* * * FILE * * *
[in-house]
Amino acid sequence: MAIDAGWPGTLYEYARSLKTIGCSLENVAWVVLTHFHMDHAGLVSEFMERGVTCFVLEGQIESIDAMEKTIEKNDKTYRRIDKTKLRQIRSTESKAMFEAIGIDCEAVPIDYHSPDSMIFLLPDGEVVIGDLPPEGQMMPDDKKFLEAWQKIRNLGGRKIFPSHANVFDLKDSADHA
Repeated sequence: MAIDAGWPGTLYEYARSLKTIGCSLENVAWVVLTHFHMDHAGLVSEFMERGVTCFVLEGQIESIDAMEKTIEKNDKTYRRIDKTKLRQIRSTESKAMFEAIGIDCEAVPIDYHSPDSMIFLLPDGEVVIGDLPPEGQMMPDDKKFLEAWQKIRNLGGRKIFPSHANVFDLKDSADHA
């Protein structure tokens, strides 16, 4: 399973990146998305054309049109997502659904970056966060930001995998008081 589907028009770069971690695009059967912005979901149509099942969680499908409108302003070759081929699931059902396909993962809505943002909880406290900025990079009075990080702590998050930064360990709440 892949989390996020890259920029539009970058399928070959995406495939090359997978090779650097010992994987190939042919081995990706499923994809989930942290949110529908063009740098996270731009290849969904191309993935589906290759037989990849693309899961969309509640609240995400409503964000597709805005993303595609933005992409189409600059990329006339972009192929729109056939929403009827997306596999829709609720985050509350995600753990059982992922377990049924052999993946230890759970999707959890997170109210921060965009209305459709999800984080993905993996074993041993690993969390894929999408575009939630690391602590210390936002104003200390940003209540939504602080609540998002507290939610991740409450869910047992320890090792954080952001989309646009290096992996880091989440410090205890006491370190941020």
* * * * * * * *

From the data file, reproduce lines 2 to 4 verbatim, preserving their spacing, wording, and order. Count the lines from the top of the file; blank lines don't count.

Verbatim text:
Amino acid sequence: MAIDAGWPGTLYEYARSLKTIGCSLENVAWVVLTHFHMDHAGLVSEFMERGVTCFVLEGQIESIDAMEKTIEKNDKTYRRIDKTKLRQIRSTESKAMFEAIGIDCEAVPIDYHSPDSMIFLLPDGEVVIGDLPPEGQMMPDDKKFLEAWQKIRNLGGRKIFPSHANVFDLKDSADHA
Repeated sequence: MAIDAGWPGTLYEYARSLKTIGCSLENVAWVVLTHFHMDHAGLVSEFMERGVTCFVLEGQIESIDAMEKTIEKNDKTYRRIDKTKLRQIRSTESKAMFEAIGIDCEAVPIDYHSPDSMIFLLPDGEVVIGDLPPEGQMMPDDKKFLEAWQKIRNLGGRKIFPSHANVFDLKDSADHA
């Protein structure tokens, strides 16, 4: 399973990146998305054309049109997502659904970056966060930001995998008081 589907028009770069971690695009059967912005979901149509099942969680499908409108302003070759081929699931059902396909993962809505943002909880406290900025990079009075990080702590998050930064360990709440 892949989390996020890259920029539009970058399928070959995406495939090359997978090779650097010992994987190939042919081995990706499923994809989930942290949110529908063009740098996270731009290849969904191309993935589906290759037989990849693309899961969309509640609240995400409503964000597709805005993303595609933005992409189409600059990329006339972009192929729109056939929403009827997306596999829709609720985050509350995600753990059982992922377990049924052999993946230890759970999707959890997170109210921060965009209305459709999800984080993905993996074993041993690993969390894929999408575009939630690391602590210390936002104003200390940003209540939504602080609540998002507290939610991740409450869910047992320890090792954080952001989309646009290096992996880091989440410090205890006491370190941020």